Four months earlier he had signed a law guaranteeing the right to an abortion.

“We know that rights mean nothing without access,” Murphy said.

In Connecticut – a democratic state where Roe is codified into state law – legislation was passed to expand the provider bipartisan support and was signed into law last month.


Abortion clinics across the state are already beginning to receive patients arriving from Texas, more than 1,800 miles (2,900 kilometers) away, where a new law restricts abortion after about six weeks.

So says Skinner, the regional CEO of Planned Parenthood, speaking during an interview at a New Haven clinic.

Right now, she says, women at Planned Parenthood, the state’s largest provider, have to wait a frustrating two weeks for in-clinic abortions.

In addition to Connecticut, Maryland, Washington and Delaware passed laws this year to prop up their provider pools by allowing non-physicians to perform certain early abortions.

California lawmakers are currently considering a bill that would update a 2013 law and allow some nurses to perform abortions without the supervision of a physician, as is currently required.



Lawmakers in some states where Republicans control the legislature, the governor’s office, or both have attempted to pass legislation expanding the pool of abortion providers.

The Bills faced an uphill battle.

North Carolina is surrounded by states with so-called trigger laws that would ban abortion immediately if Roe is overthrown.

The state already has a shortage of doctors performing abortions, and this is likely to get worse if women from out of state start requesting abortions there, said Rep. Julie von Haefen, a Democrat.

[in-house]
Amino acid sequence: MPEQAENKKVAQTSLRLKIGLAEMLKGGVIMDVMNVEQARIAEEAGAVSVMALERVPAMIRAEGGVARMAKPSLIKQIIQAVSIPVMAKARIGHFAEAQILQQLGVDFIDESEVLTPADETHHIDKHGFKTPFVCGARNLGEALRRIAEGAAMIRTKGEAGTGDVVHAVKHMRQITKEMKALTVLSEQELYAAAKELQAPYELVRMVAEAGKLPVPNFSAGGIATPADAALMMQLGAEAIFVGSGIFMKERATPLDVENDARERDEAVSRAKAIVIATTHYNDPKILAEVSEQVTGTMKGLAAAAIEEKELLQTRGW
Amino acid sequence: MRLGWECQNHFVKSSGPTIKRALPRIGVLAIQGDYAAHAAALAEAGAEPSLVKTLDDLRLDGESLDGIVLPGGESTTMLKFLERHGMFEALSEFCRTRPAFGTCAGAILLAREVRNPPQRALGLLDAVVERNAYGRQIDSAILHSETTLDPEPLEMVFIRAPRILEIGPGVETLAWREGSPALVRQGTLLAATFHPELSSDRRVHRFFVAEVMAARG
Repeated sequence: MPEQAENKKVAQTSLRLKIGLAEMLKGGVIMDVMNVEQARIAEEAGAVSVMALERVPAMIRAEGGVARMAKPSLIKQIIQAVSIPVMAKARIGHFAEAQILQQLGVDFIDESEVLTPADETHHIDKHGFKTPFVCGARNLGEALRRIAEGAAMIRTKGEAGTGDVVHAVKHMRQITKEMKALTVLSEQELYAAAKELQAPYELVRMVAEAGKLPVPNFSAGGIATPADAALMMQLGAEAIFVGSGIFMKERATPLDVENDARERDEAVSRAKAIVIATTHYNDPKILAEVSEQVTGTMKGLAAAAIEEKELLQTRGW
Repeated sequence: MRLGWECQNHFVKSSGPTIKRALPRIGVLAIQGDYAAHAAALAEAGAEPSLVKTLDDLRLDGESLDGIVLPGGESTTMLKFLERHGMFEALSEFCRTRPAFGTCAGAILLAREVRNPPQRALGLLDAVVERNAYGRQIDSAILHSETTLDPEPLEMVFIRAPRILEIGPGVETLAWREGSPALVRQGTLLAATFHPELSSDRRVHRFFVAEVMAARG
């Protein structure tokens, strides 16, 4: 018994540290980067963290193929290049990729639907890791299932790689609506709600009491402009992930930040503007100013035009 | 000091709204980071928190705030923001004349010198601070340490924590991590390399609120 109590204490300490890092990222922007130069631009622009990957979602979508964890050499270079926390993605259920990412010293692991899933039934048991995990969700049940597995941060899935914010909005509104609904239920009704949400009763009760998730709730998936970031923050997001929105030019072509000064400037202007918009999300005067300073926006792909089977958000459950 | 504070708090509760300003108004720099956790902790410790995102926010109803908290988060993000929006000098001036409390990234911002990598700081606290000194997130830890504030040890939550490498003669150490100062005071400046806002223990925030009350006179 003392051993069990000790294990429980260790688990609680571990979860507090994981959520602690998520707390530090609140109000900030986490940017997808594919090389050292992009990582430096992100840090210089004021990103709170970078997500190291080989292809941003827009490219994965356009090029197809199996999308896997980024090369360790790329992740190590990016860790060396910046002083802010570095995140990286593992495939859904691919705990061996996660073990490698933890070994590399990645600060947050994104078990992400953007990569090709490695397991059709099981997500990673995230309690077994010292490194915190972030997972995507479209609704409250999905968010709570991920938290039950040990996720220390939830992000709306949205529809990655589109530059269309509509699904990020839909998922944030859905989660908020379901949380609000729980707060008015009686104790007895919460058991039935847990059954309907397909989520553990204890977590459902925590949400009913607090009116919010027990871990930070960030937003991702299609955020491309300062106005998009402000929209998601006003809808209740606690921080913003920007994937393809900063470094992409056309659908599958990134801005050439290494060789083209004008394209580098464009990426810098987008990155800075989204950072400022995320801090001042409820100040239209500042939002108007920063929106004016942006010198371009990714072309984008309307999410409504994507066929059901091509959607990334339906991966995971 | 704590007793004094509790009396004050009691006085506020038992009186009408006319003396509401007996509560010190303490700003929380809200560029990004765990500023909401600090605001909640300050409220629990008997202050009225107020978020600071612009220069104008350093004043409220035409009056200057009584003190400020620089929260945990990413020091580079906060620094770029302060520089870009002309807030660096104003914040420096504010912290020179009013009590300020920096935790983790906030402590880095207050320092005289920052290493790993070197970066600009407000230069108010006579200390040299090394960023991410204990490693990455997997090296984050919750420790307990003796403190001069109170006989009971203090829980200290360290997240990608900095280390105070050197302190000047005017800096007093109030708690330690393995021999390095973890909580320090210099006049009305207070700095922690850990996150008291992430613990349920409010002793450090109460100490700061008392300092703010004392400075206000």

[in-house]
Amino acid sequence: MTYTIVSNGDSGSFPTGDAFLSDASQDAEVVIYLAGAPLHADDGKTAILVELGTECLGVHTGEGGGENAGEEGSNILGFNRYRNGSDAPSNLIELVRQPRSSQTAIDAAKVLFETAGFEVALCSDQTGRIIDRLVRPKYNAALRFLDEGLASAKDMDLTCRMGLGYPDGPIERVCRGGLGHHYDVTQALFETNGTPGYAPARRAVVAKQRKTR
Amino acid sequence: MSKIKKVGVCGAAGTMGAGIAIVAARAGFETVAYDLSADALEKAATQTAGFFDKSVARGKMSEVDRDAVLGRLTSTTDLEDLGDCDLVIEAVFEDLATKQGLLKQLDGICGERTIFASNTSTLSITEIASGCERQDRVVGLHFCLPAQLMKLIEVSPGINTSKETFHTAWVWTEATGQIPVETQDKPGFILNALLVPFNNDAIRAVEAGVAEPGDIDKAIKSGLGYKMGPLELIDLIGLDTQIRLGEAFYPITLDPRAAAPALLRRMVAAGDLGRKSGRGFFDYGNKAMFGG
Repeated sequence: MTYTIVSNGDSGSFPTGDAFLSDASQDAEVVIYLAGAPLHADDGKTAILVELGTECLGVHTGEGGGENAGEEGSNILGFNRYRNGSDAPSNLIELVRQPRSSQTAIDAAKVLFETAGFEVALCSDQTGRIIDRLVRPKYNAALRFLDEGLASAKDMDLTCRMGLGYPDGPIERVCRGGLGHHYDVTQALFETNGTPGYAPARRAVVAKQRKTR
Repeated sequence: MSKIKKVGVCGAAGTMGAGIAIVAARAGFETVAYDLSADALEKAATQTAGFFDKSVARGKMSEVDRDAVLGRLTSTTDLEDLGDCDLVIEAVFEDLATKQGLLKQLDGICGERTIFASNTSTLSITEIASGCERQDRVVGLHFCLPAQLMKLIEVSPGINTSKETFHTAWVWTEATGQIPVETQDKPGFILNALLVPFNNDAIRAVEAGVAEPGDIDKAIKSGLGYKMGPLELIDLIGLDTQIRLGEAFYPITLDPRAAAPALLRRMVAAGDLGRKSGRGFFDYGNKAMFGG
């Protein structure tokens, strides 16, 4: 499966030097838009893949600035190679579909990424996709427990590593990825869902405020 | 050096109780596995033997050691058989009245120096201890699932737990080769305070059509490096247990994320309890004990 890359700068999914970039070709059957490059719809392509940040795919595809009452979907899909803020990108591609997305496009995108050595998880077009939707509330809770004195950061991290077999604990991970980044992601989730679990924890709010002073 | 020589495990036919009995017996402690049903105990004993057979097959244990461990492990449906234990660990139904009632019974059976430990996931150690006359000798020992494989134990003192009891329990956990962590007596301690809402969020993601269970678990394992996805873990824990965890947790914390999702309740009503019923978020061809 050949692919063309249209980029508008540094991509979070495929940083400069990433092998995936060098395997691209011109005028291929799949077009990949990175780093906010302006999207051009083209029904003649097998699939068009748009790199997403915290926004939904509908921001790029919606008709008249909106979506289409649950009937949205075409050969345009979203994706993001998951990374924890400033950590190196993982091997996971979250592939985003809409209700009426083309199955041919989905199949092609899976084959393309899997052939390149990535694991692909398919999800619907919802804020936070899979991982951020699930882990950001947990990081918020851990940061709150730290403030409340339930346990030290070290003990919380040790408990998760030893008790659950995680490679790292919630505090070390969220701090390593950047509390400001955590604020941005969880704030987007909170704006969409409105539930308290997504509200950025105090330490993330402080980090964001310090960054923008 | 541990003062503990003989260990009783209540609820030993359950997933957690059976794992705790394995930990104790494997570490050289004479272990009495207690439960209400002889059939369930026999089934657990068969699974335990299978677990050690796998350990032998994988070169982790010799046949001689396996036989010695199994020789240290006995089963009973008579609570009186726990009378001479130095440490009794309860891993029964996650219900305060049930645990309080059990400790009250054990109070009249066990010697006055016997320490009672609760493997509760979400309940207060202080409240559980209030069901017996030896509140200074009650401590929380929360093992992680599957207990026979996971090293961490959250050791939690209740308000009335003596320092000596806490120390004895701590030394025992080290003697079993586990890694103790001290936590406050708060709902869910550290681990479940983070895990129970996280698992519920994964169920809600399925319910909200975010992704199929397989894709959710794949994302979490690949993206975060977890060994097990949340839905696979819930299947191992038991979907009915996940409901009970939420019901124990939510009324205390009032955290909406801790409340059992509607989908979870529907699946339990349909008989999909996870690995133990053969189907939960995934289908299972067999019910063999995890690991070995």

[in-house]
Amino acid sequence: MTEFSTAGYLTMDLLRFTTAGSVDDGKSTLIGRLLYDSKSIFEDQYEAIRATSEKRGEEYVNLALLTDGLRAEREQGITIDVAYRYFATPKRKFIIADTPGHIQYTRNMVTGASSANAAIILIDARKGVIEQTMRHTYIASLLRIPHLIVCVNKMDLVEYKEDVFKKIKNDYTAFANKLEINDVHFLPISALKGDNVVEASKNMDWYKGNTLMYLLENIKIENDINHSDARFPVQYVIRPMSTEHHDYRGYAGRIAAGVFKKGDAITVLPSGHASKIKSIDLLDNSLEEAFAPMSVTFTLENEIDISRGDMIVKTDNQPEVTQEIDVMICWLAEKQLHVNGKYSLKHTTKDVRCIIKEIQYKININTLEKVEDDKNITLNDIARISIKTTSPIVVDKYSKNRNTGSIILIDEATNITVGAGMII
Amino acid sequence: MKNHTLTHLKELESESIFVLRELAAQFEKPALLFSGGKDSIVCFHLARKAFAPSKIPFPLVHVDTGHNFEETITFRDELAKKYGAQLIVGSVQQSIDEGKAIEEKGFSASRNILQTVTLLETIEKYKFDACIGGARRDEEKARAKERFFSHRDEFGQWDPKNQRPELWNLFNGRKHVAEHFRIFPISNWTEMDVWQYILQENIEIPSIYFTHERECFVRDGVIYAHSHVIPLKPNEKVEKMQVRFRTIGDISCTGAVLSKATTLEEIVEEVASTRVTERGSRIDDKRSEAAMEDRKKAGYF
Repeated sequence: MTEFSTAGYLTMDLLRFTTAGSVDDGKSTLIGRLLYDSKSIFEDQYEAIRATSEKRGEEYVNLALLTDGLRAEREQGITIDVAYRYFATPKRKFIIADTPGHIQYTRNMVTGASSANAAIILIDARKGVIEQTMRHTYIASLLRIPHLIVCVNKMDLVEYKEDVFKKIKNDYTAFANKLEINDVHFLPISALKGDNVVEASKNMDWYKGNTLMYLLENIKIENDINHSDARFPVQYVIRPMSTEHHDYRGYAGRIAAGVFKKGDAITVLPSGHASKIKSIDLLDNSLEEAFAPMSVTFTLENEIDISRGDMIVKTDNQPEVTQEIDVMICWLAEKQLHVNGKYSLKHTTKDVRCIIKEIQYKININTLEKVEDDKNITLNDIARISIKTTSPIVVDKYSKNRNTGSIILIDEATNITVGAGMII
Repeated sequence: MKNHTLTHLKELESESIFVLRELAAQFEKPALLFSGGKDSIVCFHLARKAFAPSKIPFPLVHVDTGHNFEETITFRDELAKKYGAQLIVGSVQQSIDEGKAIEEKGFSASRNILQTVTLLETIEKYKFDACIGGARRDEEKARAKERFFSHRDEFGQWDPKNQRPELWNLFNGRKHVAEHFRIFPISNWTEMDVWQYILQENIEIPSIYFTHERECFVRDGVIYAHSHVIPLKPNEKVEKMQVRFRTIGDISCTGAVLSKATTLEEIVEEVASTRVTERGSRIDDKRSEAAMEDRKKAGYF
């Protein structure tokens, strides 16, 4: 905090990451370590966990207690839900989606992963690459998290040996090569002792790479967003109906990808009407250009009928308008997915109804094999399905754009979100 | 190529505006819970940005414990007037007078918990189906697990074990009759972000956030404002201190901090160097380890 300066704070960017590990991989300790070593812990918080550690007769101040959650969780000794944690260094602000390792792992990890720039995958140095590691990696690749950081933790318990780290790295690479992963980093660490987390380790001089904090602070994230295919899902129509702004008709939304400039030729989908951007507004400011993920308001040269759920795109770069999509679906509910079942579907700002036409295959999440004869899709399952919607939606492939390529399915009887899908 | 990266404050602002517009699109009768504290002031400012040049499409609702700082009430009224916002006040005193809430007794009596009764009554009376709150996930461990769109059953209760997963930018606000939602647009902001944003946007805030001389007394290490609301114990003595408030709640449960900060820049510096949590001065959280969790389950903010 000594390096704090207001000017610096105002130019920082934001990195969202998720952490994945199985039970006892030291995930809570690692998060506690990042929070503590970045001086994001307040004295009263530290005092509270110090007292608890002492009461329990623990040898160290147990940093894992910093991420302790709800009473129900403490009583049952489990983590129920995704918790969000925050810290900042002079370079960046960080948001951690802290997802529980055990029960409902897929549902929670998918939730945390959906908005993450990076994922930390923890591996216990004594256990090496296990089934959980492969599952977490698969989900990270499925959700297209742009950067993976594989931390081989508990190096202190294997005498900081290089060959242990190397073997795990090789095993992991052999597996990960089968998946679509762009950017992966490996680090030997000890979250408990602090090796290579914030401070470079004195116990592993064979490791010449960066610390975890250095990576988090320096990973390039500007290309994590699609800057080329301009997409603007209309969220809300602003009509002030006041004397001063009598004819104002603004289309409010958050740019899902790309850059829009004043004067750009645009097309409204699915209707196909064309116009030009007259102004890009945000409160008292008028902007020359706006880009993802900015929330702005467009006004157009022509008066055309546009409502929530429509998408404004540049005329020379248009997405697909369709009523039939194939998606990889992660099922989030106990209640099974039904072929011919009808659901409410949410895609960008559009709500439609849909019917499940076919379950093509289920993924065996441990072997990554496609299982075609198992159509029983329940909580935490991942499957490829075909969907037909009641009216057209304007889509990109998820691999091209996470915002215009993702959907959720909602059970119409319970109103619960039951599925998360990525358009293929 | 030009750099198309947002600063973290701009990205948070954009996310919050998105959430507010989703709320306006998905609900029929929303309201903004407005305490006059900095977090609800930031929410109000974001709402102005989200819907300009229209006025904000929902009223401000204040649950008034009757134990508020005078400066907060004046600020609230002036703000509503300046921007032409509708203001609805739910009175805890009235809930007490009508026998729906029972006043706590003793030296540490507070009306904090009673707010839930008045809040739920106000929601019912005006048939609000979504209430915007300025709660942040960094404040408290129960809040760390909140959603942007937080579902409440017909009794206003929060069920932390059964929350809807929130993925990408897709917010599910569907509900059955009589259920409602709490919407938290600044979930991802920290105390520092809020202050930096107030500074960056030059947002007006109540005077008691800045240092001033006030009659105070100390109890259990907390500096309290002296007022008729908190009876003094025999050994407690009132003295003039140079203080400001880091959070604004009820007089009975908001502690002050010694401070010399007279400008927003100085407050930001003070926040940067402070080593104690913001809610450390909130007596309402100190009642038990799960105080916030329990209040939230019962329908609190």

“We have 100 counties in North Carolina. 93 of these counties do not have an abortion provider. All of our abortion clinics are centralized in our urban areas,” she said. “So that’s going to cause a big problem — even just for women who are just traveling within our state.” We have a big state.”

Von Haefen filed a sweeping bill last year to remove what she calls “barriers” to abortion, including lifting a ban on non-physicians from performing abortions.


That law failed, and von Haefen is not optimistic it will come to a vote this year. The state has a Republican-controlled General Assembly and a Democratic governor.

Similar bills to expand the pool of abortion providers were proposed in Arizona and Nebraska but also failed.

Instead, Nebraska lawmakers and abortion rights lobbyists said they were focused on successfully fending off a trigger law and two other anti-abortion laws this year.

So says Sofia Jawed-Wessel, associate professor of health and kinesiology at the University of Nebraska at Omaha, who spoke via email as a private person and not on behalf of the university.

“I’m sure we’ll continue to push these pro-choice bills in future sessions, depending on the outcome of Roe and the very likely special session that will be called if Roe is quashed,” she said.

Copyright 2022 The Associated Press. All rights reserved. This material may not be published, broadcast, transcribed or redistributed without permission.

https://www.local10.com/news/politics/2022/06/01/with-roe-in-doubt-states-weigh-letting-nurses-do-abortions/ With Roe in doubt, states are considering allowing nurses to perform abortions

Sarah Y. Kim